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Edward Rutledge


   The general esteem in which be was held, was evinced in 1774, by his appointment to the distinguished congress which assembled at Philadelphia in that year. He was at this time but twenty-five years of age. It was a high honor for so young a man to be called to serve in the national council, with men of exalted powers and pre-eminent experience. It furnished unquestionable proof of the estimation in which he, was held, and strong presumptive evidence that this estimation of his talents and moral worth was not unjust. As the proceedings of the congress of 1774 were conducted with closed doors, and an injunction of secrecy laid upon its members, it is impossible, at this day, to ascertain the precise share of influence which the individual members exerted, on all the measures which they advocated. Mr. Rutledge was, however, with the other delegates of South Carolina, formally thanked by the provincial congress, for the spirited and independent course he had pursued, and was again elected to the important station which he held.

   In the congress of 1776, he took an active part in the discussions which preceded the declaration of independence. He is said to have proposed some alterations in the original draught of that celebrated instrument: but the precise nature of them it is now impossible to ascertain. The merit of the instrument doubtless wholly belongs to Mr. Jefferson. Some alterations, indeed, were made in it; but they were chiefly verbal, while the spirit and texture remained untouched.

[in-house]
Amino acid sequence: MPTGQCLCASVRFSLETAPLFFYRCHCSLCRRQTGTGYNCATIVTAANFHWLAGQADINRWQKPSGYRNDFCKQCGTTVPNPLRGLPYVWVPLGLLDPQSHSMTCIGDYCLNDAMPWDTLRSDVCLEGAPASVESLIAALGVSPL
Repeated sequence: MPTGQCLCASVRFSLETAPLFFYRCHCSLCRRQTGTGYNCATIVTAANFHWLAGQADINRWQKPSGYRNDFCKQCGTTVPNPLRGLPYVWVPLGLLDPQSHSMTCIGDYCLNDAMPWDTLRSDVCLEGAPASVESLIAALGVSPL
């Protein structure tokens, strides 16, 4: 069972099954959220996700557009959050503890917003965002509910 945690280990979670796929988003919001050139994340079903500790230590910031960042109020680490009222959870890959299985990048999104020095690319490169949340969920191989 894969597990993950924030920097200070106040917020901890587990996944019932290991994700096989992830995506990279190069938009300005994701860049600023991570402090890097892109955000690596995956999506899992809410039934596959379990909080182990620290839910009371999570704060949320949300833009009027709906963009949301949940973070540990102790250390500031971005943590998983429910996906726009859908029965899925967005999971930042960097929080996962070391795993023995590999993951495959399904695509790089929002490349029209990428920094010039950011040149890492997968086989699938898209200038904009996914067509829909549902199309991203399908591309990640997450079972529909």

At a subsequent date, Mr. Rutledge was appointed, with Dr. Franklin and John Adams, as commissioners to wait upon Lord Howe, who had requested congress to appoint such a committee to enter with him into negotiations for peace. In a former page we had occasion to allude to the appointment of these commissioners, and to state that the conference was productive of no beneficial results.

   On the breaking up of the conference, Lord Howe dispatched his own barge to convey the commissioners from Long Island to New York. A little before reaching the shore, Doctor Franklin, putting his hand in his pocket, began chinking some gold and silver coin. This, when about leaving the boat, he offered to the sailors, who had rowed it. The British officer, however, who commanded the boat, prohibited the sailors accepting it. After the departure of the boat, one of the commissioners inquired why he had offered money to the sailors. "Why," said the doctor, in reply, "the British think we have no hard money in the colonies, and I thought I would show them to the contrary. I risked nothing," added he, "for I knew that the sailors would not be permitted to accept it."

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Last modified January 1, 2004